The MK Lightning will always have a special place in my heart. I owe a lot to Milton Keynes and everyone involved in the Lightning organisation. I played for the MK Kings in the BNL for two seasons but left to play in the EPL. Four years later I returned back to play for the Lightning In the EPL and very quickly Milton Keynes became my adopted home town. I met my wife here and I have an unbelievable group of friends all because of the opportunity given to me to play Ice Hockey in MK.
You’ve been a fixture of the EPL for many years. As you leave the league how do you think it’s developed over the years and how do you see its future?
The league has gone from strength to strength every season and I am sure it will continue to do so. When I look back on what happened in the past I’m sure there are instances that will not be repeated, for example one season we won the league in MK before the end of January and Peterborough winning the treble. The league is now too competitive for this to happen again.
One of my concerns is how the ownership of the league’s teams are taking shape, I hope that it is going to continue keeping the league as stable as it has been but only time will tell.
My personal view is when you have the majority of teams set up as semi-professional organisations with semi-professional players, they will always struggle against teams that train twice as much and players that only have to worry about hockey week in week out.
To give players the opportunity to play ice hockey full time is amazing and I hope more players get to experience that during their careers but to expect the rest of the league to compete with full time professional setups week in week out for a 60 game season is not realistic.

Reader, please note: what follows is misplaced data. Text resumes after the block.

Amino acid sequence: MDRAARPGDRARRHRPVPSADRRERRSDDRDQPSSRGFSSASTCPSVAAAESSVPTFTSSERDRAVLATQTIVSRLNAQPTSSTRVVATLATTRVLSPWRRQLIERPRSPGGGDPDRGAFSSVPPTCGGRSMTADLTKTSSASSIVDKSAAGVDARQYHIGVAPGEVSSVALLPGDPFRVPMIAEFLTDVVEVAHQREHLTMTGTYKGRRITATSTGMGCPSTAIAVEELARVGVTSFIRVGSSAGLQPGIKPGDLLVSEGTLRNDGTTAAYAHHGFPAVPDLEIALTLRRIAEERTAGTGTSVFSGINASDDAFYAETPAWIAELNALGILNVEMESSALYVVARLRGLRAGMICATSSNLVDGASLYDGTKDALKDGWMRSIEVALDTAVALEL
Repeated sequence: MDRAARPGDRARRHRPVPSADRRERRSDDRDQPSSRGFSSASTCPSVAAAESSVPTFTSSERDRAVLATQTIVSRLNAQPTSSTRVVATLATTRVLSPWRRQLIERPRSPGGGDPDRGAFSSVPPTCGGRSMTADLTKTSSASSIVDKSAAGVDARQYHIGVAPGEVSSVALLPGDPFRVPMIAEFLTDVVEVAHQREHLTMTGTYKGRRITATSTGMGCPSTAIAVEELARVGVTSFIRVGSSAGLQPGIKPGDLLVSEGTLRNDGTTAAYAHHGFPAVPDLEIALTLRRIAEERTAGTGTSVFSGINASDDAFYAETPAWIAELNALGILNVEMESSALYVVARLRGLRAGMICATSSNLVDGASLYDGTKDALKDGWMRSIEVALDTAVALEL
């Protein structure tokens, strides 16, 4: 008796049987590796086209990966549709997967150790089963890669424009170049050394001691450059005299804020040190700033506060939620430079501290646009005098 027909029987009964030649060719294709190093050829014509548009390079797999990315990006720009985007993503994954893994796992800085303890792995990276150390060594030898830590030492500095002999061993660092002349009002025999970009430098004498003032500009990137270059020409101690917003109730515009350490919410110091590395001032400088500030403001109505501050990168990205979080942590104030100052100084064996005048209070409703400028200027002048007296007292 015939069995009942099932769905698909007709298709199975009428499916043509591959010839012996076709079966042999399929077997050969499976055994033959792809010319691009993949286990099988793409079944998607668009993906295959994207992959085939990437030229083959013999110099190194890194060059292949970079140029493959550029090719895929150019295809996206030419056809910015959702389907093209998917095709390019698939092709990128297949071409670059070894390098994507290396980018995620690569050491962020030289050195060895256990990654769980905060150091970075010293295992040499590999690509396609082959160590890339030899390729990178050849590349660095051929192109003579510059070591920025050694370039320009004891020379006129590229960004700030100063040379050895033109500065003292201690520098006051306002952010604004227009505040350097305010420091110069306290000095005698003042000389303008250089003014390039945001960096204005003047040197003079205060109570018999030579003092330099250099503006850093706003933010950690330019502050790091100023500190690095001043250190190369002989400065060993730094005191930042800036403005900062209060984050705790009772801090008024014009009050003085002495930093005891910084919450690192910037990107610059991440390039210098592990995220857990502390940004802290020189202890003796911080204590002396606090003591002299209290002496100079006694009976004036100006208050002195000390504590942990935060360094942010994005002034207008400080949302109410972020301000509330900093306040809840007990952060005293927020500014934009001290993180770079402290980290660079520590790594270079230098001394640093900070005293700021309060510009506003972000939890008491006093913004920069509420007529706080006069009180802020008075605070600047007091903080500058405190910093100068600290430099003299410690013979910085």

I will definitely be keeping a close eye on what happens this summer and I think next season will be the most interesting for many years.
Best player you’ve played with and against in your EPL career?
This is a tough one. I can’t look past Tony Hand. I grew up with a poster of him on my wall which I got from a Wembley finals weekend. He is a true Legend of ice hockey so to then grow up, play against him and become friends is a great honour and one I won’t forget.
The best I’ve played with is very hard to answer, luckily I have played with many great players in their own right from Steve Moria to Gary Clarke.
I do think that Frantisek Bakrlik is one of the most gifted players I’ve seen in the EPL. I have played in many games where he has changed the outcome single handedly and his shot belongs in the NHL.
2 sided question; how would you like to be remembered as a player and how do you think you will actually be remembered?
I’d like to be remembered as someone who was willing to do whatever it takes for his team to be victorious. I may not be the biggest guy in the world but I was always told “as long as you turn up” you are doing your job.
I think I’ll be remembered as the player you love to hate, someone you hate playing against but would be happy for me to be wearing your teams shirt one day.
I always loved going to most away games and getting abused by the fans. It was like putting petrol on a fire, it just made me want it more just so I could smile right back at the ones who were abusing me.
Final message for the fans?
I may be moving abroad but I’ll be back one day. This isn’t me retiring or walking away from British ice hockey, I’d love to be part of hockey in the future. Whether that is playing, coaching or if work goes well who knows I may even come back and buy a team. It’s been done before!
Thanks for the memories and I look forward to seeing you all soon.
Banners On The Wall wishes Muzzy all the best with his new venture.